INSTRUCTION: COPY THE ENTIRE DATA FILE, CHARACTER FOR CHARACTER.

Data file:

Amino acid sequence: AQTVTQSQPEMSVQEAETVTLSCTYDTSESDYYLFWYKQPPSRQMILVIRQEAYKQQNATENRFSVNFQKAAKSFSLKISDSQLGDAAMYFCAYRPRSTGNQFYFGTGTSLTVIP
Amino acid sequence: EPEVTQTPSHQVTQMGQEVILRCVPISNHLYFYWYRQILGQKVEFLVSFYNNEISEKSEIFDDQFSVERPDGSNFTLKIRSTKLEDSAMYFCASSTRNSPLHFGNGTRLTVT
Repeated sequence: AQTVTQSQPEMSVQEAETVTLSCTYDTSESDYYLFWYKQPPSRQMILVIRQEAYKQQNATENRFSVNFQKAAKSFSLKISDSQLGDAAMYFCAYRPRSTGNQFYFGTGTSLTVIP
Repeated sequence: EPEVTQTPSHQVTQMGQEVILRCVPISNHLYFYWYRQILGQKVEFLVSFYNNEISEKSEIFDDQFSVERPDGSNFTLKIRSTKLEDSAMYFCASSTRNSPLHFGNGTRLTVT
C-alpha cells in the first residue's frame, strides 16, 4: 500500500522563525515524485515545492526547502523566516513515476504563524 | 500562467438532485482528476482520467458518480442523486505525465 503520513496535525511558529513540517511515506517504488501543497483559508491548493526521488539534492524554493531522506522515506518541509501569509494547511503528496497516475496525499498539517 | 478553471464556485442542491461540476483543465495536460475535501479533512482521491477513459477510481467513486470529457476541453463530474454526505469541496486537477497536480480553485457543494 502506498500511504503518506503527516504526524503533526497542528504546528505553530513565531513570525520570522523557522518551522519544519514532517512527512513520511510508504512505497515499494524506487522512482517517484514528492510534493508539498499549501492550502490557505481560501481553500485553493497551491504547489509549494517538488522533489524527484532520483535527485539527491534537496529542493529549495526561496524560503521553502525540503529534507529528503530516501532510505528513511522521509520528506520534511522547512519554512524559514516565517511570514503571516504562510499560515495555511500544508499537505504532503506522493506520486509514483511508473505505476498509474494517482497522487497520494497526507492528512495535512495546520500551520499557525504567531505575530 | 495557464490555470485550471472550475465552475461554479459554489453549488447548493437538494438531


Amino acid sequence: AQTVTQSQPEMSVQEAETVTLSCTYDTSESDYYLFWYKQPPSRQMILVIRQEAYKQQNATENRFSVNFQKAAKSFSLKISDSQLGDAAMYFCAYRPRSTGNQFYFGTGTSLTVIP
Amino acid sequence: EPEVTQTPSHQVTQMGQEVILRCVPISNHLYFYWYRQILGQKVEFLVSFYNNEISEKSEIFDDQFSVERPDGSNFTLKIRSTKLEDSAMYFCASSTRNSPLHFGNGTRLTVT
Repeated sequence: AQTVTQSQPEMSVQEAETVTLSCTYDTSESDYYLFWYKQPPSRQMILVIRQEAYKQQNATENRFSVNFQKAAKSFSLKISDSQLGDAAMYFCAYRPRSTGNQFYFGTGTSLTVIP
Repeated sequence: EPEVTQTPSHQVTQMGQEVILRCVPISNHLYFYWYRQILGQKVEFLVSFYNNEISEKSEIFDDQFSVERPDGSNFTLKIRSTKLEDSAMYFCASSTRNSPLHFGNGTRLTVT
C-alpha cells in the first residue's frame, strides 16, 4: 500500500522563525515524485515545492526547502523566516513515476504563524 | 500562467438532485482528476482520467458518480442523486505525465 503520513496535525511558529513540517511515506517504488501543497483559508491548493526521488539534492524554493531522506522515506518541509501569509494547511503528496497516475496525499498539517 | 478553471464556485442542491461540476483543465495536460475535501479533512482521491477513459477510481467513486470529457476541453463530474454526505469541496486537477497536480480553485457543494 502506498500511504503518506503527516504526524503533526497542528504546528505553530513565531513570525520570522523557522518551522519544519514532517512527512513520511510508504512505497515499494524506487522512482517517484514528492510534493508539498499549501492550502490557505481560501481553500485553493497551491504547489509549494517538488522533489524527484532520483535527485539527491534537496529542493529549495526561496524560503521553502525540503529534507529528503530516501532510505528513511522521509520528506520534511522547512519554512524559514516565517511570514503571516504562510499560515495555511500544508499537505504532503506522493506520486509514483511508473505505476498509474494517482497522487497520494497526507492528512495535512495546520500551520499557525504567531505575530 | 495557464490555470485550471472550475465552475461554479459554489453549488447548493437538494438531